Moke Hamilton, NBA Analyst
NEW YORK — Some nail biting, the Nets nearly squandering a seemingly insurmountable lead, some late-game dramatics, a Ray Allen missed free-throw and a LeBron James made three-pointer—that is what most of the national audience that witnessed the Nets’ 101-100 victory on Friday night will be talking about.
What most will ignore, though, is the fact that the Nets outhustled and outworked the HEAT for the gross majority of the game and mostly dominated James and his crew.
“It’s nothing we haven’t seen before,” Chris Bosh dismissively answered when asked how the HEAT will deal with the Nets’ upgraded size.
And that is true. It is something the HEAT have seen before, but more and more, it is proving to be something more and more difficult for them to conquer.
That, above all else, is what Nets fans should take away from Friday night’s victory.
Yes, size matters and Brooklyn proved it.
Over the course of last season, despite their 49-win campaign, it was very rare that Brooklyn Nets asserted their will on their opposition and hustled their way to a victory.
It has taken all of one game for the Nets to do that this season and there was no better team to do it against than the defending NBA Champion HEAT. After mortgaging their future for a two-year window of making a title run, the Nets have done something they have not done since March 20, 2009—beat the HEAT.
Perspective is key. Friday night’s win over James’ team guarantees nothing.
NBA titles are won in May and June, not October and November.
But at the very least, and for one night, the Nets showed that they have the interior depth and talent to give the HEAT trouble—just like the Indiana Pacers and San Antonio Spurs did last season.
Bosh was right, the HEAT have seen this before.
En route to winning their second NBA Championship, the HEAT had to overcome a decisive size and interior muscle disadvantage against the Pacers in the Eastern Conference Finals and came within mere seconds of succumbing to the Spurs for the same reason in the Finals.
The frustration on the part of the HEAT, losing the rebounding and second chance point battles and giving up 32 points in the paint—it all gave them nasty memories of the toughest moments of last season’s title run.
With their appreciable size up front, the Nets have assembled a roster that could potentially exploit the same weakness of the mighty HEAT—especially on a night when Dwyane Wade is not 100 percent.
A single victory over the NBA’s defending champion cannot give you a ring, but it can give you hope. Over the duration of the contest, there were a number of things to take away—Paul Pierce’s solid all-around play, Alan Anderson’s healthy contribution and the Nets willingness to attack the paint—but the story of the game was the fact that the combination of Kevin Garnett, Brook Lopez, Andray Blatche and Andrei Kirilenko combined for 36 points and 21 rebounds and helped the Nets build a big enough cushion to survive a late rally by the HEAT and ultimately emerge victorious in front of their home fans.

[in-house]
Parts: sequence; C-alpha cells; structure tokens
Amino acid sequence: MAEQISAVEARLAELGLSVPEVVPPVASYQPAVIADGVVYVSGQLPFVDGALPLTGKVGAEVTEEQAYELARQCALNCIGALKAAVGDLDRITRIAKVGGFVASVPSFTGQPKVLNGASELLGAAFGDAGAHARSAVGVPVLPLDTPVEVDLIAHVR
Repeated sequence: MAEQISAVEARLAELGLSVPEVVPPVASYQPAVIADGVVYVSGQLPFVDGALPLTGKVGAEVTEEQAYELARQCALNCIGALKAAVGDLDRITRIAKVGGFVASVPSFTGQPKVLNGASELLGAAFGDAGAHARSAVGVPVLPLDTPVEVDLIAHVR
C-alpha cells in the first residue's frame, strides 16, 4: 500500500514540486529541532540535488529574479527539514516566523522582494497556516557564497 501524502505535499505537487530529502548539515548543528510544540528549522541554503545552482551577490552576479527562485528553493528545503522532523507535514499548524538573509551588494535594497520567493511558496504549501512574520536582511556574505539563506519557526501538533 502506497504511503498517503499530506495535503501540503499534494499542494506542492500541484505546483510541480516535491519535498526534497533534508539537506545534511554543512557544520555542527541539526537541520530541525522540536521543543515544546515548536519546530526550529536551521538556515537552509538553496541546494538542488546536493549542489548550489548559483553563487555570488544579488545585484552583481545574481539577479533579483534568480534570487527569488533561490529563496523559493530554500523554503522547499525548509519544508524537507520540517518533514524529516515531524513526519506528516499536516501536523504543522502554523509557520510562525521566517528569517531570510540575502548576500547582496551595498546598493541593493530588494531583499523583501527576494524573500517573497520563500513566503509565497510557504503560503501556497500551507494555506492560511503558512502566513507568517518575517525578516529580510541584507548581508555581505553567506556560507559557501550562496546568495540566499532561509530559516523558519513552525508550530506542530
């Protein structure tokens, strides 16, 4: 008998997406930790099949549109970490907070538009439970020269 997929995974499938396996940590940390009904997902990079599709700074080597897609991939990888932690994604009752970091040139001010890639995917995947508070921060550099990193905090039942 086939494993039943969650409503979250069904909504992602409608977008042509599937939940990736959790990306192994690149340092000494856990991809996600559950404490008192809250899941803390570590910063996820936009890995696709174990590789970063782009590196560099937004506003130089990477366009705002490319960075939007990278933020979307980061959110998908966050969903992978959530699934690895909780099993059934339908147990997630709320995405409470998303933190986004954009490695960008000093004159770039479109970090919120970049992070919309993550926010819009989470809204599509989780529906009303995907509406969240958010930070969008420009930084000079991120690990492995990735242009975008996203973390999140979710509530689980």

Certainly, if one searches hard enough, there are some concerns with the persistence of the Nets’ seeming inability to put opponents away. And although a single victory over the HEAT in November means almost nothing in the grand scheme of things, it does mean something for now.
The Nets did not receive an above average performance from any player. Deron Williams did not score 50 points, Paul Pierce did not convert 10 three-pointers.
No, they simply played their game and executed a game plan that is both transferrable and repeatable.
There was no overextension of any player, no superhuman effort and no last second miracle.
That is noteworthy.
The Spurs and Pacers have shown the NBA onlooker what it takes the challenge the HEAT and, to their credit, general manager Billy King and his right-hand man Bobby Marks have constructed a roster that is similarly equipped.
Obviously, the concerns that the Nets had to begin the season are still there. Staying healthy will be difficult over the 82-game long season and guard depth—though not a problem on Friday night—may still prove to be their Achilles heel.
Still, for a change, the Nets prevailed over the Miami HEAT.
They did it with heart, they did it with passion and they did it with an obviously indefatigable desire to emerge victorious over James and his two-time defending champions.
Size matters, especially in the NBA and over the years, the HEAT have slowly learned that the hard way.
With a deep front line, passion and heart, the Nets now have the tools and personnel to exploit it.
Moke Hamilton is the NBA Analyst for SNY.tv, contributing to SNYNets.com. Follow him on Twitter: @MokeHamilton